Published on May 22nd, 2015 | by Mridul Chadha3
Jordan Closes 200 MW Solar Tender With Record-low Tariffs
May 22nd, 2015 by Mridul Chadha
Project developers eager to set up solar PV power projects in Jordan took a shot at the lowest-ever tariff in the second round tender under the country’s solar power program.
Jordan allocated 200 MW of solar PV power projects in the second round auction, after a total of 33 companies had submitted technical proposals to set up power projects. However, only 24 of them submitted financial bids eventually. Four developers submitting the lowest bids would be selected to develop 50 MW capacity each. The lowest tariff bid has been submitted by a Greek company, SUNRISE Photovoltaic Systems, which placed a bid of just US¢6.13 per kWh.
Saudi Arabia’s ACWA Power won a 200 MW tender from Dubai Electricity and Water Authority earlier this year with the lowest-ever bid of ¢5.98 per kWh.
SUNRISE Photovoltaic Systems, founded in 2006, has been active in the Greek solar power market developing a number of projects. However, the company has no developed any project as large as 50 MW. According to the company’s website, the largest it has developed so far has a 3 MW installed capacity.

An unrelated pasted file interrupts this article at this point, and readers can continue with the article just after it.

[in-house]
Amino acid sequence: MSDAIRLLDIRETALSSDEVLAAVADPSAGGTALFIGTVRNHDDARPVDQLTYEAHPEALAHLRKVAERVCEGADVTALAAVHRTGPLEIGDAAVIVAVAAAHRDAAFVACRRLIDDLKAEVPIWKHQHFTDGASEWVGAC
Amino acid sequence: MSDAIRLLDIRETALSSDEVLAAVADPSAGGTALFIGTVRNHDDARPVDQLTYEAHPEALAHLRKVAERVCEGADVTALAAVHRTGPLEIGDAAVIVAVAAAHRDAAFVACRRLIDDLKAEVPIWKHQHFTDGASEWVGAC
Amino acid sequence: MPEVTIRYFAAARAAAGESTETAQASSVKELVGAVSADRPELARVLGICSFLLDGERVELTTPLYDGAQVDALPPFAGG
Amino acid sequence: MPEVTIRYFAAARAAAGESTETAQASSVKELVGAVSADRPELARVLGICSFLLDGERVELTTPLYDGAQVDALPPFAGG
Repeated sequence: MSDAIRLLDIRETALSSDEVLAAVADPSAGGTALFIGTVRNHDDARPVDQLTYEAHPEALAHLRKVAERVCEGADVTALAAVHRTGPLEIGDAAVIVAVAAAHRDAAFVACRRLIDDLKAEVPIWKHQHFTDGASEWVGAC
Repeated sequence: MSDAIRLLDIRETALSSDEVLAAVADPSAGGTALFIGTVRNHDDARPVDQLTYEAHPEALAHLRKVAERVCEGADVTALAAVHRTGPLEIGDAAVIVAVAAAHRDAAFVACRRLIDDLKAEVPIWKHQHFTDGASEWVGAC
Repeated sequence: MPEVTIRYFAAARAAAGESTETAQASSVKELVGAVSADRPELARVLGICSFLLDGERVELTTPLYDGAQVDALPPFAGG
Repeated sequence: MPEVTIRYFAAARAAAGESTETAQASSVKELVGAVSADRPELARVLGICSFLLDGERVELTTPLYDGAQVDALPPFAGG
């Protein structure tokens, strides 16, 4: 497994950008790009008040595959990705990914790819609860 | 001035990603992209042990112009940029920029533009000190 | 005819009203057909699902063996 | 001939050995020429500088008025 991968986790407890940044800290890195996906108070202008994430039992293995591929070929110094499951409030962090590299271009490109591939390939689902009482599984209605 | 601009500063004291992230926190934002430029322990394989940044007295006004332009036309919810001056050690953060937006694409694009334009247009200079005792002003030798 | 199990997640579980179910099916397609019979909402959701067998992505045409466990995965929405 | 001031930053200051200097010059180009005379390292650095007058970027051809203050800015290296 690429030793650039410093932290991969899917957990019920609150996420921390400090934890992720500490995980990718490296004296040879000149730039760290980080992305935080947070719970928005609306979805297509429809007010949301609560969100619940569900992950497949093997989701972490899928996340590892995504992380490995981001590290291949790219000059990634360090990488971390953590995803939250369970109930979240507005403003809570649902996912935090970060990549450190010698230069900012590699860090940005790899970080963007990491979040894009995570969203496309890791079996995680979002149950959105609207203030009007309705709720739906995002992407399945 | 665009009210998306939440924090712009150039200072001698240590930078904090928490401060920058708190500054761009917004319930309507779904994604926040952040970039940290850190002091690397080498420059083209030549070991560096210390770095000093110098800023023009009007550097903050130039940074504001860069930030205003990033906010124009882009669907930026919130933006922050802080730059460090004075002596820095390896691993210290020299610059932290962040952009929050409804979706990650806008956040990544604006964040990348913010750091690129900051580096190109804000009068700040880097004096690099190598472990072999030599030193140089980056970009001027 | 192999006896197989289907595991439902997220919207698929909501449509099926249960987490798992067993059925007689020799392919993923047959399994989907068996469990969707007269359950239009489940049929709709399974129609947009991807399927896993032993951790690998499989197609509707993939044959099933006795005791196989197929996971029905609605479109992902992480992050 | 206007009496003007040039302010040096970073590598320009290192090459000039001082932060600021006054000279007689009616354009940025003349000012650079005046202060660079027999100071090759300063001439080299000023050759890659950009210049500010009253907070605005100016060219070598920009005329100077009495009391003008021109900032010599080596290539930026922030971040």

The second lowest bid was placed by construction company Saudi Oger, with a ¢6.48 per kWh tariff. Spanish developer Fotowatio Solar Renewable Ventures placed a ¢6.91 per kWh bid to win the right to develop 50 MW capacity. (Earlier this year Fotowatio was acquired by Dubai-based Abdul Latif Jameel Energy and Environmental Services.) The final winning bid was placed by a subsidiary of the Chinese project developer Hareon Solar. Hareon Swiss Holding placed a bid of ¢7.97 per kWh.
Some of the other prominent project developers who placed bids but could not make the cut include SolaireDirect (¢8.02/kWh), Mainstream (¢8.68/kWh), Kawar-First Solar (¢8.8/kWh), SkyPower-FAS (¢8.98/kWh), SunEdison (¢9.04/kWh), and ACWA Power (¢9.29/kWh).
The lowest qualifying bid under the first auction of 200 MW capacity earlier this year was ¢14.8 per kWh.